Enforcement policy | Oxfordshire County Council

Enforcement policy

What you can expect from officers charged with ensuring compliance with various laws and regulations

This policy commits us to good enforcement policies and procedures and may be supplemented from time to time by additional statements of enforcement policy.

The primary function of enforcement work is to protect the public, the environment, consumers and others. At the same time, we endeavour to carry out enforcement functions in an equitable, practical and consistent manner to help promote a thriving national and local economy.

We are committed to these aims and to maintaining a fair and safe environment, and we recognise that most businesses and individuals want to comply with the law. We will take care to help businesses and others to meet their legal obligations without unnecessary expense, whilst taking firm action, including prosecution where appropriate, against those who flout the law or act irresponsibly.

We have adopted the Concordat on Good Enforcement agreed between central and local government, adhere to the Statutory Code of Practice for Regulators and committed to complying with the following standards:

Standards

We will publish our standards and make them available to businesses and others who are regulated.

Openness

We will provide information and advice in plain language and will be open about how we set about our work. We will discuss general issues, specific compliance failures or problems with anyone experiencing difficulties.

Helpfulness

We believe prevention is better than cure and therefore encourage businesses and others to seek advice from us to assist with compliance.

Complaints about service

We provide a well-publicised, effective and timely complaints procedure.

Proportionality

We will minimise the costs of compliance by ensuring that any action we require is proportionate to the risks. As far as the law allows, we will take account of the individual circumstances of each case when considering action.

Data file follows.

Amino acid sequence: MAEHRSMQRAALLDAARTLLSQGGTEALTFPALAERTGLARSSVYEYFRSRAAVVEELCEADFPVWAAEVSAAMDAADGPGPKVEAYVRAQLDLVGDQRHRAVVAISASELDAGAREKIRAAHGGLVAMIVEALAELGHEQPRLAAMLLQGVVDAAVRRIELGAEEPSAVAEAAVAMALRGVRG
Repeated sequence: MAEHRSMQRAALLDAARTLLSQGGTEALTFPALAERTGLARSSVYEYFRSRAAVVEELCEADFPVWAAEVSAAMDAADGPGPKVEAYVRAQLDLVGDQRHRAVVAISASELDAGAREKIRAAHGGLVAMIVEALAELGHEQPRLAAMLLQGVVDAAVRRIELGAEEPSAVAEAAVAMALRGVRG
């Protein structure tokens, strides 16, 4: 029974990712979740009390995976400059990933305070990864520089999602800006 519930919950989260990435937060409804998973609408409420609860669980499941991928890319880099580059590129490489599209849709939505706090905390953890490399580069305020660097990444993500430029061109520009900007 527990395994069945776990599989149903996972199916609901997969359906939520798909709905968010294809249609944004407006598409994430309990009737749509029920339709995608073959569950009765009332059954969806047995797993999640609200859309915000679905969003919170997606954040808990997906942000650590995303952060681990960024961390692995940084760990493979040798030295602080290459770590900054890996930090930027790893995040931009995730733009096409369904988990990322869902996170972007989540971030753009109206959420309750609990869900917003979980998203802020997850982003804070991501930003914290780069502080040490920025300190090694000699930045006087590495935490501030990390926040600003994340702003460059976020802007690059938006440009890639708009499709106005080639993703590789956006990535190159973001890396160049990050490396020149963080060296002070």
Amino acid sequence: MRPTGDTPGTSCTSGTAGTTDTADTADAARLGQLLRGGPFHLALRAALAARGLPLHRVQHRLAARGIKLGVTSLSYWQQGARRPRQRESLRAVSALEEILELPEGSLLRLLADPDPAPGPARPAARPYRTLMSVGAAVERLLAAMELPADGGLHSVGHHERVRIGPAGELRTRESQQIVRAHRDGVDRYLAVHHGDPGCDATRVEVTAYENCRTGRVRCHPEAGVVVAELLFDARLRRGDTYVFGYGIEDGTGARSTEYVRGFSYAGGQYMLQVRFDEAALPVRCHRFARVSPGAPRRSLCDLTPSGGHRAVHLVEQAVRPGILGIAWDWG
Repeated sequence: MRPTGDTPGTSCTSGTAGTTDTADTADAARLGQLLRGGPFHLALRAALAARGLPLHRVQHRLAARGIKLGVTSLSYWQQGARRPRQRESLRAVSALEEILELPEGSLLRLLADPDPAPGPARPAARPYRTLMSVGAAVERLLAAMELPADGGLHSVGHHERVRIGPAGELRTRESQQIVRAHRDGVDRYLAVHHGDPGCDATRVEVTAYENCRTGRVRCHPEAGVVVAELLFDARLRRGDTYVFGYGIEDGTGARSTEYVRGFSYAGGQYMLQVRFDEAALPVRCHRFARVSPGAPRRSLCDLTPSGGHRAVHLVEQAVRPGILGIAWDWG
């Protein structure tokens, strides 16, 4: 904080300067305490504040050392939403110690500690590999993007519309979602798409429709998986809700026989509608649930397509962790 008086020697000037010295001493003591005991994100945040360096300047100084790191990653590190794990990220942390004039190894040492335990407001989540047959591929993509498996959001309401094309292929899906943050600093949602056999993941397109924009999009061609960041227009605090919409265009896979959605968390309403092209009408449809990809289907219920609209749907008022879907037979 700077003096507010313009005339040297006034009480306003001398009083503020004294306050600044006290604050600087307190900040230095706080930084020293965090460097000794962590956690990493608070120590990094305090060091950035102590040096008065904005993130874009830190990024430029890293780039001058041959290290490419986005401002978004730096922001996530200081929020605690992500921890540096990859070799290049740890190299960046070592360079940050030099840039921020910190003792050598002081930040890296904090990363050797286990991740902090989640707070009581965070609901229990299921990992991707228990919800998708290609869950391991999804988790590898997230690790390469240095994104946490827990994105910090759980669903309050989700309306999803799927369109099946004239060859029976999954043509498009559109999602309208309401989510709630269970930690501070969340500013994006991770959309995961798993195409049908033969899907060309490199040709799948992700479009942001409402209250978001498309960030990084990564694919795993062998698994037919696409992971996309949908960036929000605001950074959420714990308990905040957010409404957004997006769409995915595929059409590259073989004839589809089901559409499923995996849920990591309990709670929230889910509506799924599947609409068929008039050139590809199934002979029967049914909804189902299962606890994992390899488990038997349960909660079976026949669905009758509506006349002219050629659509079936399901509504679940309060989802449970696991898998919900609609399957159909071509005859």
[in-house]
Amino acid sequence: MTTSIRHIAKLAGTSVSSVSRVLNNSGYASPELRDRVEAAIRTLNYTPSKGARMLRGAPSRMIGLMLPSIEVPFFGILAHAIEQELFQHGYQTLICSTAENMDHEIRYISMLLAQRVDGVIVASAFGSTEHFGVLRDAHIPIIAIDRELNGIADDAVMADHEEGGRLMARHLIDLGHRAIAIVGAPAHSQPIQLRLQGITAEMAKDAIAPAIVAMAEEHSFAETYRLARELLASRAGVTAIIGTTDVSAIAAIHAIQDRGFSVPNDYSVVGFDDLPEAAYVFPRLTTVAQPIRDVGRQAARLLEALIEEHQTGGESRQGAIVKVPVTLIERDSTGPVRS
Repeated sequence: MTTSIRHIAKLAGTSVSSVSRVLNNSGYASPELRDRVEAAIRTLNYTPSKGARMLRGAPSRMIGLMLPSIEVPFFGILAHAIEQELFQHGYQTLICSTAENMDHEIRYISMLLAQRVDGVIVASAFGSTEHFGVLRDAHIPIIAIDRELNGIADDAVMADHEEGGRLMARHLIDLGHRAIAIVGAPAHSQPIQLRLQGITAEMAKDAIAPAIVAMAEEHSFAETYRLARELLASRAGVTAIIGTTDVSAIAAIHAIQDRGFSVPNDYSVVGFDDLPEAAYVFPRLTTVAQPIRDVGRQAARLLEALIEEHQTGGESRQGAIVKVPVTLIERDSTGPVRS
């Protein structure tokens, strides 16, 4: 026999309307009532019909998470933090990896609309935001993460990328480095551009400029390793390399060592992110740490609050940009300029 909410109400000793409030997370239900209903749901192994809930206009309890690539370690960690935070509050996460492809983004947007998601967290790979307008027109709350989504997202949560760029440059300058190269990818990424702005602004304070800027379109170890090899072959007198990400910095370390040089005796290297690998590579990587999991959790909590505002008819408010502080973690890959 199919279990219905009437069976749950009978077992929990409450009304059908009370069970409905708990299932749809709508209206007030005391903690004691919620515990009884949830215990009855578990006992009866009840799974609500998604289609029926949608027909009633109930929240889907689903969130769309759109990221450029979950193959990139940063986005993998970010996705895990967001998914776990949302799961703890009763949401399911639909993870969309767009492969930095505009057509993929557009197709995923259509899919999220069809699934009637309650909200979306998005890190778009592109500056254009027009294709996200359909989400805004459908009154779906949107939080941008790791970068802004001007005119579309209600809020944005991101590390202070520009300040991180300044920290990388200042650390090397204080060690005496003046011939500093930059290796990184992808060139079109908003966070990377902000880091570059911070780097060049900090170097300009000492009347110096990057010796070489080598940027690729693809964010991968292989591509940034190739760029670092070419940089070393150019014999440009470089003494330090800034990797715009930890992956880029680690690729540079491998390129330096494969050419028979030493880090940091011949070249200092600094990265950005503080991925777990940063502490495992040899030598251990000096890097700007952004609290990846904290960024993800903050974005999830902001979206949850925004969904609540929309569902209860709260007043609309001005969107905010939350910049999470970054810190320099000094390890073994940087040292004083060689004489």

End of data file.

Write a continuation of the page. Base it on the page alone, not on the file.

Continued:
Consistency

We will carry out our duties in a fair, equitable and consistent manner. Whilst officers are expected to exercise judgement in individual cases, we have arrangements in place to promote consistency, including effective liaison arrangements with other authorities and enforcement agencies who may have a shared enforcement role. All investigations are undertaken in accordance with legal requirements and where appropriate, government guidelines.

Infringement policy

Actions undertaken range from providing advice, information and education to issuing oral, written and formal cautions and prosecution. In addition action may include other sanctions (eg issuing enforcement, stop, correction or prohibition notices, the seeking of injunctions, the seizure or suspension of goods and activities or action through licensing or registration processes). Recovery of the proceeds of crime or compensation may be sought where appropriate.

A decision on any particular infringement will be taken in accordance with this enforcement policy.

Prosecution and Civil Action policy

The decision to prosecute or take civil action is a serious step and has implications for the defendant, organisation, witnesses and the public. We comply with the Code for Crown Prosecutors so we can make fair and consistent decisions about prosecutions. There are two stages to the Code, 'the evidential test' and the 'public interest test'.

Stage 1 - The evidential test

There must be sufficient admissible evidence to provide a realistic prospect of conviction against each defendant on each charge. The defence case, including any available statutory defence, must be considered including how it is likely to affect the prosecution case. If, and only if, the case passes Stage 1 (the evidential test) must the prosecutor apply Stage 2 (the public interest test).

Stage 2 - The public interest test

The prosecutor must consider factors for and against prosecution, decide how important each factor is in the circumstances of each case and then make an overall assessment of whether the prosecution is in the public interest, any other enforcement codes of practice must also be considered.

Right to a fair trial

Whilst immediate actions may need to be taken in certain circumstances to protect others, everyone who is charged with a criminal offence is entitled to a fair and public hearing within a reasonable time and shall be presumed innocent until proved guilty according to law.

Powers of entry

The Home Office has produced a Code of Practice which provides guidance that apply to the exercise of powers of entry by regulators including the need to minimise disruption to business and encourage consistency.

Last reviewed
04 January 2017
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